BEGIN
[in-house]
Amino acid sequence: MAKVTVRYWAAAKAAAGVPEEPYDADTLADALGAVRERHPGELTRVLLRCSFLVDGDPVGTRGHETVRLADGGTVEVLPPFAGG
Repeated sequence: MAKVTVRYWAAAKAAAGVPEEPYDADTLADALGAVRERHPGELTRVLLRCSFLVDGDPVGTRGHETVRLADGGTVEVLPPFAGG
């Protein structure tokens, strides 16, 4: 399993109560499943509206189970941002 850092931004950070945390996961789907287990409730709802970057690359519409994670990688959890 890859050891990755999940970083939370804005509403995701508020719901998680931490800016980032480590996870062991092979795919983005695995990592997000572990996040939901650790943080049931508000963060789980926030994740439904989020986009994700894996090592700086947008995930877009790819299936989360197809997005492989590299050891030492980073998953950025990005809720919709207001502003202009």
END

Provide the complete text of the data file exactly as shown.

[in-house]
Amino acid sequence: MAKVTVRYWAAAKAAAGVPEEPYDADTLADALGAVRERHPGELTRVLLRCSFLVDGDPVGTRGHETVRLADGGTVEVLPPFAGG
Repeated sequence: MAKVTVRYWAAAKAAAGVPEEPYDADTLADALGAVRERHPGELTRVLLRCSFLVDGDPVGTRGHETVRLADGGTVEVLPPFAGG
């Protein structure tokens, strides 16, 4: 399993109560499943509206189970941002 850092931004950070945390996961789907287990409730709802970057690359519409994670990688959890 890859050891990755999940970083939370804005509403995701508020719901998680931490800016980032480590996870062991092979795919983005695995990592997000572990996040939901650790943080049931508000963060789980926030994740439904989020986009994700894996090592700086947008995930877009790819299936989360197809997005492989590299050891030492980073998953950025990005809720919709207001502003202009």